Dave: The bassline was inspired by my cousin who passed away recently, he was a music archive producer for the BBC. His music knowledge was unbelievable, and he found this bassline that was originally used on Dr Who & ‘Witness’ by Roots Manuva and said “you should do something with this.” and so we did.
I came across your music via Twitter, where you are very active. How much do you think that it has contributed to your career?
I would quite simply not have a career if it wasn’t for Twitter. Because the poetry circle is so saturated and there are gigs every night of the week; how do you become a name in that sort of thing? I never got into twitter with that ambition, it just came hand in hand. The pseudonym ‘ARGH KiD’ was my handle from open mic nights, because ‘David Scott’ doesn’t really stand out does it? So I started using ‘ARGH KiD’ which has been a bit of a gift and a curse. It’s great for marketing & branding because it stands out, but sometimes people think we might be an Oasis parody. I like to disappoint them when they expect four lads in parkas – I like parkas as much as the next Mancunian – but we’re far from playing that kind of stuff.
This next question is quite a big one: Who would you say is your most influential lyricist?
You can have two.
Ok. I think purely because I like the structure of inner rhymes as well as having something to say, that Eminem is a huge influence. I think that his music has fallen off a little bit, but to keep it going for 20 years, especially with the content that he was writing about, that’s always been an influence. And a little bit closer to home I’d have to say Morrissey pre-dickhead years.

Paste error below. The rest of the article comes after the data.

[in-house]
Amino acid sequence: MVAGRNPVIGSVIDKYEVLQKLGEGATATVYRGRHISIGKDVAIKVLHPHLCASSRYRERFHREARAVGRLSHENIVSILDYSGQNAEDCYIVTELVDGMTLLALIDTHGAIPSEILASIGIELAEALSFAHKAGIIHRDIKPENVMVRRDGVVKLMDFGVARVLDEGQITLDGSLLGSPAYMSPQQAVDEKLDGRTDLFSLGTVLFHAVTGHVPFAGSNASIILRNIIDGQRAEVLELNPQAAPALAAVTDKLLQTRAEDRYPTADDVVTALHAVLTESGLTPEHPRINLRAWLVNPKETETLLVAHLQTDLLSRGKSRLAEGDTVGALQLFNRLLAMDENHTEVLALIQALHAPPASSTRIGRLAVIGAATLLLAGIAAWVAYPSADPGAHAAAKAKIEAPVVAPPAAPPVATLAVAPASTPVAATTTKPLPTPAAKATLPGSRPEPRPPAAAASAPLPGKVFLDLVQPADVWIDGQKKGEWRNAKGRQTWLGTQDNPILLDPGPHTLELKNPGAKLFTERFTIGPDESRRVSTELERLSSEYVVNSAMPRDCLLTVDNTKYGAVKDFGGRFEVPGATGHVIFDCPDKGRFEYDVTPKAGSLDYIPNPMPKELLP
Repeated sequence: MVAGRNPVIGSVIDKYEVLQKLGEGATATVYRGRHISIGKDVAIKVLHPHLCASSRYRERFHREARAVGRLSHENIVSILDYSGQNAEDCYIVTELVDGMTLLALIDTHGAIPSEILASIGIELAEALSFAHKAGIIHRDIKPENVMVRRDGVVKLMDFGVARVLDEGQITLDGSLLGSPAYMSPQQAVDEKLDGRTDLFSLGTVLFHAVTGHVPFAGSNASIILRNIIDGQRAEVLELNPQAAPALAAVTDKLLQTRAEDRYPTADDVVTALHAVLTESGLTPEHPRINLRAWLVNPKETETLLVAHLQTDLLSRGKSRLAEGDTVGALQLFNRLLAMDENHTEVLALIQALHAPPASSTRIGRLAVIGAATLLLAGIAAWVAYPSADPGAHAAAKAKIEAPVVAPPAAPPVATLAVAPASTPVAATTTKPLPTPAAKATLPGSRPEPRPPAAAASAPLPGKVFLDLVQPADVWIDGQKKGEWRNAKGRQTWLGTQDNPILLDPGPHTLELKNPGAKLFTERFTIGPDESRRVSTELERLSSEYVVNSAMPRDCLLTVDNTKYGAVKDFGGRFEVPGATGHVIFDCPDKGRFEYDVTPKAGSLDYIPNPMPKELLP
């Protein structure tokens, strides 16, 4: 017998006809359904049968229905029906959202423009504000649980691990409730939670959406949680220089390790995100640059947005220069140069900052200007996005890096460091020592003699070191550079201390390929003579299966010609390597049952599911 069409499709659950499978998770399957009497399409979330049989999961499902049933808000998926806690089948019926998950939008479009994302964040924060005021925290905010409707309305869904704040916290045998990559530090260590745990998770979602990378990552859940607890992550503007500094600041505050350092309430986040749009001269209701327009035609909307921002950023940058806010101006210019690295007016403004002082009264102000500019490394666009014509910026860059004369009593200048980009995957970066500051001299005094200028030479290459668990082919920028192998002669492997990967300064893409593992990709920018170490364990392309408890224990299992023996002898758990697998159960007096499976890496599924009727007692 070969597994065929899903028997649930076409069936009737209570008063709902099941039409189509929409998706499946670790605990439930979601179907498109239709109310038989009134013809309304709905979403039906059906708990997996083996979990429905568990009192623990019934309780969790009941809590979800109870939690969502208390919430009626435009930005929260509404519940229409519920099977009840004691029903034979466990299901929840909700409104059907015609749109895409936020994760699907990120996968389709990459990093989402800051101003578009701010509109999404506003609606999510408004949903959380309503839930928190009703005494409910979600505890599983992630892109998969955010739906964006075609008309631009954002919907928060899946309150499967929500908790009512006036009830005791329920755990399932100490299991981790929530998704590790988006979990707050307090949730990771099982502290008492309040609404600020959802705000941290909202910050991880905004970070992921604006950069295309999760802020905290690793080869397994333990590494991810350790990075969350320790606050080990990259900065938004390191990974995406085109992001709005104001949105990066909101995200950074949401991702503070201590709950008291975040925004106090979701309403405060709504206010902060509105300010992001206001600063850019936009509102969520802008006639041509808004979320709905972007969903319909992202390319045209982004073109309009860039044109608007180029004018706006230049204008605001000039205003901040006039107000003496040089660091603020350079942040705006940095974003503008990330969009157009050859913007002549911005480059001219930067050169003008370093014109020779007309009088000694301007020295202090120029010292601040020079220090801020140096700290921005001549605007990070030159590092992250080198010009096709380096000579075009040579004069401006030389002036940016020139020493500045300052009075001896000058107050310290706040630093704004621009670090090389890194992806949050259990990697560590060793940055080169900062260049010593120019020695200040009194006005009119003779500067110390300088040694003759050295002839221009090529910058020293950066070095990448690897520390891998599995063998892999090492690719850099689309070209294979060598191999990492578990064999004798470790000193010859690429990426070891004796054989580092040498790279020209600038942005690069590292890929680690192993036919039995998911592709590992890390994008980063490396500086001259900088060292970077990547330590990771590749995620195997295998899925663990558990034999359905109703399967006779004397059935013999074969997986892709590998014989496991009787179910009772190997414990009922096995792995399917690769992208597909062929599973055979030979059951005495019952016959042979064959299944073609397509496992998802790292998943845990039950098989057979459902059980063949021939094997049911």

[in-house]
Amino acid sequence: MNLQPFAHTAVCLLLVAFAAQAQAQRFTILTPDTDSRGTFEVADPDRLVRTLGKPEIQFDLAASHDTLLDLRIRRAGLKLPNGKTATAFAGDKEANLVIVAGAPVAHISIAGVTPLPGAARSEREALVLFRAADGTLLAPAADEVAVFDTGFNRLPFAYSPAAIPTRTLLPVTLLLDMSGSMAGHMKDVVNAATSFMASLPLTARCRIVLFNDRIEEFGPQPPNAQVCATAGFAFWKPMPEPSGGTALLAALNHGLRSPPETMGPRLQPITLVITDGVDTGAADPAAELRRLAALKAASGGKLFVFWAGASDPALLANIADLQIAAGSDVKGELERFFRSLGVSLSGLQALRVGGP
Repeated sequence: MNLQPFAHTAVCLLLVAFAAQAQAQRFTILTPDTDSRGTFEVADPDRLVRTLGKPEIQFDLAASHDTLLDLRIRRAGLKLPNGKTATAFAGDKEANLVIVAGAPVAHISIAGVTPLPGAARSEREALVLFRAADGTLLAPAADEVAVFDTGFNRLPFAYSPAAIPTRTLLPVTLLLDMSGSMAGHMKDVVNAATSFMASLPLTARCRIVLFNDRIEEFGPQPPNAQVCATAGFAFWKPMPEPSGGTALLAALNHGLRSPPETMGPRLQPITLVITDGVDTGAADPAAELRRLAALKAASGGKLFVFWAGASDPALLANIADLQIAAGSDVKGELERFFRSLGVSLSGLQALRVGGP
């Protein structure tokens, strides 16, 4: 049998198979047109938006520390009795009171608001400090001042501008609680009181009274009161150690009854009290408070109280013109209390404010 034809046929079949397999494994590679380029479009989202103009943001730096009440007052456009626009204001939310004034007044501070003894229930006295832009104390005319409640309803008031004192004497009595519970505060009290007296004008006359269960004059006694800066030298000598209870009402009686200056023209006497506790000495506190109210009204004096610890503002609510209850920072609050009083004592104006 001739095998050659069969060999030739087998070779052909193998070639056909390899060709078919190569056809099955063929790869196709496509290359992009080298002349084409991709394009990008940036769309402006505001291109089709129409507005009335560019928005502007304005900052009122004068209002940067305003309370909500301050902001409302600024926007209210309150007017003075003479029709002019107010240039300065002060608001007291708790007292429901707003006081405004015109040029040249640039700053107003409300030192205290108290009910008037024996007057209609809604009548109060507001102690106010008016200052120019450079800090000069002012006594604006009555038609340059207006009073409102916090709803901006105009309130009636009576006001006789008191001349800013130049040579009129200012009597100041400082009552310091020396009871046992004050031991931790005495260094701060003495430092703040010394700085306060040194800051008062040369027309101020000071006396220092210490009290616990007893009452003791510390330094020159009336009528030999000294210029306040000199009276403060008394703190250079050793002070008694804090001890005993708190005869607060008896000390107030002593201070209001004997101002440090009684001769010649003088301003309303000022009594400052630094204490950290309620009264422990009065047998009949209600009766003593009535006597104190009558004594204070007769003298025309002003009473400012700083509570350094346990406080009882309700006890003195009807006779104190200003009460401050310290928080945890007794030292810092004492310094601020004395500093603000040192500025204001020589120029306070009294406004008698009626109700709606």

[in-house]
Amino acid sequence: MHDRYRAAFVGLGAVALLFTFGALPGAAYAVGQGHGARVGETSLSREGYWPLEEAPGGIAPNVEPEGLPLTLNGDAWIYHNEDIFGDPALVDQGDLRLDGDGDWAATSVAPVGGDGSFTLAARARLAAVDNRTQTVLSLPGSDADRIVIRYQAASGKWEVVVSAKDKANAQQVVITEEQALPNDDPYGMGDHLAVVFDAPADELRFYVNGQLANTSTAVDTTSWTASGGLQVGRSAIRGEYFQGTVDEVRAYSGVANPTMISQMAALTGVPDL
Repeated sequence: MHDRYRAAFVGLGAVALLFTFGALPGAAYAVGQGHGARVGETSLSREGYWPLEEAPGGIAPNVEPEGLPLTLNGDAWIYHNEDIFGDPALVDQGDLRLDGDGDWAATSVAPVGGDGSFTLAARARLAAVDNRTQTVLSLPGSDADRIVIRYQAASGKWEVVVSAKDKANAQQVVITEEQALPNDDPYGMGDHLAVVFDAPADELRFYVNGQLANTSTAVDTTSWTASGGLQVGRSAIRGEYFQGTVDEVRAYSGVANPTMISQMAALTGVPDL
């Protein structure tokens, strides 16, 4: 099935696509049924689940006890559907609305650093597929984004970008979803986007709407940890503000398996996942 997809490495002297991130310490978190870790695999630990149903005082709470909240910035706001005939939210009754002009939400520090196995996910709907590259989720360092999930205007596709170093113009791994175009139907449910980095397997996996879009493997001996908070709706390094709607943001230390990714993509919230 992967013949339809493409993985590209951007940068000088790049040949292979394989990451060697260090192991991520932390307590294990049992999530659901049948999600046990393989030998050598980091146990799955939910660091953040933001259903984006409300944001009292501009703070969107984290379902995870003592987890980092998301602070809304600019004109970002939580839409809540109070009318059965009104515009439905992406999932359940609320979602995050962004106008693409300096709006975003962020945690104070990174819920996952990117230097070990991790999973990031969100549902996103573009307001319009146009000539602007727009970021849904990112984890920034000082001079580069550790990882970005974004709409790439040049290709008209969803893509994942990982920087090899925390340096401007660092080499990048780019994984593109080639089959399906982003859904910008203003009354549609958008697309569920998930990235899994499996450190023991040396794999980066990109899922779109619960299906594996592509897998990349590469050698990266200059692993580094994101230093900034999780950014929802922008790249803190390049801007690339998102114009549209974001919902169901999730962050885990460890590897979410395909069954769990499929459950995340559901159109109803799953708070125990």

He’s always been a dickhead!
Yeah, but he wasn’t always a racist dickhead! You can get by with certain levels of it. That track we just sound-checked, “Dickhead DNA” there’s a third verse where I was like “can I go at Morrissey? Is it possible to do that?” So yeah, both of them. Ask me in a few weeks though, it’ll change every time.
What are your plans for the near future?
We’re going out on tour in Jan/Feb around the UK all the way down to Cornwall. The band is getting bigger with a brass section and violinist playing tonight – it’s come together like fucking Voltron in The Transformers but that’s because they’re the right fit personally and professionally. We can go up to a seven-piece or down to me and a DJ, but that’s because we’re all playing from the same page; all love the tunes and having a laugh with it and that’s what I mean about labels – it has to be the right one. When I first started I was approached by some and thought that was it, the be-all and end-all… and it really isn’t. Fingers were burnt, lessons were learnt. I know what I want from a label and what I am able to do independently. I’m talking to a few but I’m becoming more precious and less trusting as the momentum builds – I’ve poured so much into this I can’t allow it to be dealt with by the wrong hands. I’m done with dickheads trying to sell me rainbows and unicorns.
So you recently became a presenter with BBC Radio Manchester, how is that going?
I’m loving it. I never expected myself to want a radio show – I don’t choose the music, it’s just BBC playlists – but it’s nice that they recognised me and wanted me on. It came about after the Manchester International Festival in the summer; they saw me play and then invited me in to ask if I wanted the radio show. And I tried to be quite cool with it, but inside I was like “fucking yeah, damn right!” We’re 7 or 8 shows in now, but I have to drive the desk as well and it’s like Star Trek. It’s hard to do whilst talking at the same time. But yeah, I’m enjoying it.
Argh Kid tour January/February 2020…